Jennifer Roback Morse, Ph.D.

So, let me ask you this the distinction between gender and sex. This is again, something that is a recent concept. Is this a distinction that Christians ought to use? Or is there some better language to get at the subject matter that should be gotten out? I mean, there is a distinction. But should these be the words or there's some better words we could use? Talk it.

Dr. Carl Trueman

I think it's hard not to use those words now because they are the pervasive words of discussing this--

Jennifer Roback Morse, Ph.D.

And just define them carefully for everybody. So, everybody knows what we're talking about.

Dr. Carl Trueman

Sex typically refers to biological difference. Men and women have different hormones, different physiology. There are some people we call intersex who are born with hormonal or physiological distinctives that make it's somewhat difficult at times, for doctors to know, is this a boy or is it a girl? But by and large, boys are born boys, girls or girls, we have certain physiology, complimentary physiology, different physiology. That's what we mean when we talk about sex. When we talk about gender, we're typically talking about the roles that people play in society. And right up until sort of the day before yesterday, it seems there was a very close connection in any given society, between the sex of a person and the gender, the role they played. Really from the mid-20th century onwards, starting with the great French philosopher Simone de Beauvoir, in her book, The Second Sex, she begins part two of that work by saying, No one is not born a woman, one becomes a woman. And it's the idea that being a woman is actually a performance. It's a set of behaviors that are learned that society just happens to have somewhat arbitrarily almost mapped onto human beings who have a certain physiology. And that's where that gap between sex and gender starts to open up. Now Christians, we do need to be careful because-- we need to be careful as Christians that we don't make our particular society's view of what it means to be a man or means to be a woman the absolute biblical norm for everybody. John Wayne works in certain parts of America, he doesn't work in South Korea, he doesn't work in in Britain. And it's not because South Koreans or British men are somehow feminists or not biblical. It's because gender is real that there are ways we perform. The difference, I think, is as Christians, we need to remember that these may differ but they're not arbitrarily connected to the sex differences again, Scott [39:48] Yenor's language of gender runs along the grooves set by sexual difference.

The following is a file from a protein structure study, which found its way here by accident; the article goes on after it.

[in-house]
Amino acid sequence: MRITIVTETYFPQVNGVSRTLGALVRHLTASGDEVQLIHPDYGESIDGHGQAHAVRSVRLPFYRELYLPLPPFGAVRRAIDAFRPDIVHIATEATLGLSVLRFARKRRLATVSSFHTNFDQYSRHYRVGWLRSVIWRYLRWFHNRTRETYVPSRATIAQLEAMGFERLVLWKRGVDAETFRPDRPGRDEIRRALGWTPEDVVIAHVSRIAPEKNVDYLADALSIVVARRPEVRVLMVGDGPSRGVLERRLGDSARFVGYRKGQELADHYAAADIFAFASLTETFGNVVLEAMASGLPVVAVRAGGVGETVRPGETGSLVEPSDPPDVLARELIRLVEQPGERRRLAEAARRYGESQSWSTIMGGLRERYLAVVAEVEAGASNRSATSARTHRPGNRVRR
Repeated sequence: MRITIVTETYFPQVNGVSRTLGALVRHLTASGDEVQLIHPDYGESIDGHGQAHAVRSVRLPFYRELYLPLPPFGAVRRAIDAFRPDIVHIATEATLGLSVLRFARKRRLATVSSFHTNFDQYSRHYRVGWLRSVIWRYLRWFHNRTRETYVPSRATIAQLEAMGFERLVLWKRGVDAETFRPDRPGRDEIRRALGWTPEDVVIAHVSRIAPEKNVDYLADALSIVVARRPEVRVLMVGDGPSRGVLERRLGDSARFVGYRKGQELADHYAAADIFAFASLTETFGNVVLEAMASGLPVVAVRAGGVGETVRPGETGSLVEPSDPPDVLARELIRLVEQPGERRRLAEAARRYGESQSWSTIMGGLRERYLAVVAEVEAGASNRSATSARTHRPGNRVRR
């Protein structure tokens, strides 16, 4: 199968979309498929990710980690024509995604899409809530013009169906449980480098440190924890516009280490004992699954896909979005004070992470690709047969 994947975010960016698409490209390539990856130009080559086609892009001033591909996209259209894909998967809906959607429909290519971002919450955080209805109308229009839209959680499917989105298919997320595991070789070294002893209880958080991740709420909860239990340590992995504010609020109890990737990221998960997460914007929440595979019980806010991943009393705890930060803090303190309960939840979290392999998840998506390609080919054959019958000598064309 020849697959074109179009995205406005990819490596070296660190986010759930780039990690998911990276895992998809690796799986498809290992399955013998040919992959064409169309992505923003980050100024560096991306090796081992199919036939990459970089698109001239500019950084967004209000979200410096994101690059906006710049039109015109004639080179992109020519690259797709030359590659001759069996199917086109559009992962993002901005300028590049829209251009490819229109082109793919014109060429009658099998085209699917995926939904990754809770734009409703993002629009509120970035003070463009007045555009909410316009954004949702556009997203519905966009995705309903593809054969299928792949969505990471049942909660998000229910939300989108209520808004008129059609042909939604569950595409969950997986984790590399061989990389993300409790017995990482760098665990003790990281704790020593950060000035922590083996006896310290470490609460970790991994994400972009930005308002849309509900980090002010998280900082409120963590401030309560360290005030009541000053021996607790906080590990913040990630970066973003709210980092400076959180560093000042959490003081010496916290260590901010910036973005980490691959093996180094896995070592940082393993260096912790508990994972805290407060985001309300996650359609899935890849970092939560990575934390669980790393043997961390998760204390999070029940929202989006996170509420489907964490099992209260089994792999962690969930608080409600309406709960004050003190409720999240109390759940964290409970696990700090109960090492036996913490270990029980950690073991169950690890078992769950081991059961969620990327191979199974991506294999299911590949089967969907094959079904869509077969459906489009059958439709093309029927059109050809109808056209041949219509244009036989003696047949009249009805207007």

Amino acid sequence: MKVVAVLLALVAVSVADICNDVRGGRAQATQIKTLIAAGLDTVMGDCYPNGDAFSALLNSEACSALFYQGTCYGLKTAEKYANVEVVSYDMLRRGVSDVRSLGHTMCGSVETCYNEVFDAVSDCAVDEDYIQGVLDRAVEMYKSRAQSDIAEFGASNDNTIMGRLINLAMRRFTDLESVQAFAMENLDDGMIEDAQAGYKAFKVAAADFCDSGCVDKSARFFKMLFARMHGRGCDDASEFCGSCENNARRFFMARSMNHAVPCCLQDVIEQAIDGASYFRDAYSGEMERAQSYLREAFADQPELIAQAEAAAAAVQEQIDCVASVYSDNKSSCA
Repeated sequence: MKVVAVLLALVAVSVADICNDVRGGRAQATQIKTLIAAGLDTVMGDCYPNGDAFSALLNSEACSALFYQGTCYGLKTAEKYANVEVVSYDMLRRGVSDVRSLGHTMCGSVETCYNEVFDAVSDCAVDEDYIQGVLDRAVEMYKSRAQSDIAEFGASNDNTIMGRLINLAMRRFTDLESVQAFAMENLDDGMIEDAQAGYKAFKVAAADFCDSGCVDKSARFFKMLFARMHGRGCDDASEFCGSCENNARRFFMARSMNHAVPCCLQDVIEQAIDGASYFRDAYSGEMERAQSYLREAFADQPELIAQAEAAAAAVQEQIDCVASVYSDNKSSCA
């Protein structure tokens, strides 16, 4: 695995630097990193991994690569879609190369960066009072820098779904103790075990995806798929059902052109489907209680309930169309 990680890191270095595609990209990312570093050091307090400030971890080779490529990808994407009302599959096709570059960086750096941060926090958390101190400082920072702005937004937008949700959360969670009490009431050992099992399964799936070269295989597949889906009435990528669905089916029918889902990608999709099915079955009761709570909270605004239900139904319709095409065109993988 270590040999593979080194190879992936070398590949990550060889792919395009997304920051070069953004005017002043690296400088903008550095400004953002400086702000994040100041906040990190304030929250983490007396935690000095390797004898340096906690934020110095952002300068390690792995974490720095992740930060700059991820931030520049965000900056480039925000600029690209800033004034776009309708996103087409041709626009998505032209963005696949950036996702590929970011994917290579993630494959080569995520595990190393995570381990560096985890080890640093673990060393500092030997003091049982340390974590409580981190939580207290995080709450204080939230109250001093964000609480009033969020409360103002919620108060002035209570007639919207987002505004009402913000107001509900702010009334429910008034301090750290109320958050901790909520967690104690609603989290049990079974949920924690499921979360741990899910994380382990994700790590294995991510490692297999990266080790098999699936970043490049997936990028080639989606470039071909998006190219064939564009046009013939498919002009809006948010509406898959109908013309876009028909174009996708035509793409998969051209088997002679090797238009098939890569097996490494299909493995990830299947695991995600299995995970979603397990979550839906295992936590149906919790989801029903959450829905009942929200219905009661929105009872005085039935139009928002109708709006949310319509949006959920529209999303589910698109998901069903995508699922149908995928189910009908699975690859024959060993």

Jennifer Roback Morse, Ph.D.